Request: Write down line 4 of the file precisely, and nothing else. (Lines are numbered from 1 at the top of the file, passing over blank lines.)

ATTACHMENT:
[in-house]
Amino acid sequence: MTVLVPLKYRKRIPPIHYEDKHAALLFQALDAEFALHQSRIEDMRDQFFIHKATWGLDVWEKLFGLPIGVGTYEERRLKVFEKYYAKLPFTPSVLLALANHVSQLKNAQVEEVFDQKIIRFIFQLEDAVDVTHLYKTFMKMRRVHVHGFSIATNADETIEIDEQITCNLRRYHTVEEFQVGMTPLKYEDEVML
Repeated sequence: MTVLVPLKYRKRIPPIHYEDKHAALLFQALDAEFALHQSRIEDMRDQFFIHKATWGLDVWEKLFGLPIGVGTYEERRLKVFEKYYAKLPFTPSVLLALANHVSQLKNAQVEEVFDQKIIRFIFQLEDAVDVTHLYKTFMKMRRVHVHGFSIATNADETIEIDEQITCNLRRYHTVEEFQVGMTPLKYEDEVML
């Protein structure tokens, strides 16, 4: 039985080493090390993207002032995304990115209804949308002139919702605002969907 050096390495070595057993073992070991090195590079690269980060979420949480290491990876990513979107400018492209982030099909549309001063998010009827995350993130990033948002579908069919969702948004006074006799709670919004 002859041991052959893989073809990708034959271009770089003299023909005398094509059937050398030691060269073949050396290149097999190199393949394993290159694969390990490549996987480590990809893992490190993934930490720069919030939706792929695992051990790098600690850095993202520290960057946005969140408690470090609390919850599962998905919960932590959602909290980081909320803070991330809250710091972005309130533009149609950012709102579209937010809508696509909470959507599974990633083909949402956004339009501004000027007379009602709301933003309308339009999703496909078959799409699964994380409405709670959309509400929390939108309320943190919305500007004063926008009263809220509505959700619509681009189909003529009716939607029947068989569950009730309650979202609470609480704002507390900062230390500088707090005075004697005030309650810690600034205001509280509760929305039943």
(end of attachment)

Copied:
């Protein structure tokens, strides 16, 4: 039985080493090390993207002032995304990115209804949308002139919702605002969907 050096390495070595057993073992070991090195590079690269980060979420949480290491990876990513979107400018492209982030099909549309001063998010009827995350993130990033948002579908069919969702948004006074006799709670919004 002859041991052959893989073809990708034959271009770089003299023909005398094509059937050398030691060269073949050396290149097999190199393949394993290159694969390990490549996987480590990809893992490190993934930490720069919030939706792929695992051990790098600690850095993202520290960057946005969140408690470090609390919850599962998905919960932590959602909290980081909320803070991330809250710091972005309130533009149609950012709102579209937010809508696509909470959507599974990633083909949402956004339009501004000027007379009602709301933003309308339009999703496909078959799409699964994380409405709670959309509400929390939108309320943190919305500007004063926008009263809220509505959700619509681009189909003529009716939607029947068989569950009730309650979202609470609480704002507390900062230390500088707090005075004697005030309650810690600034205001509280509760929305039943």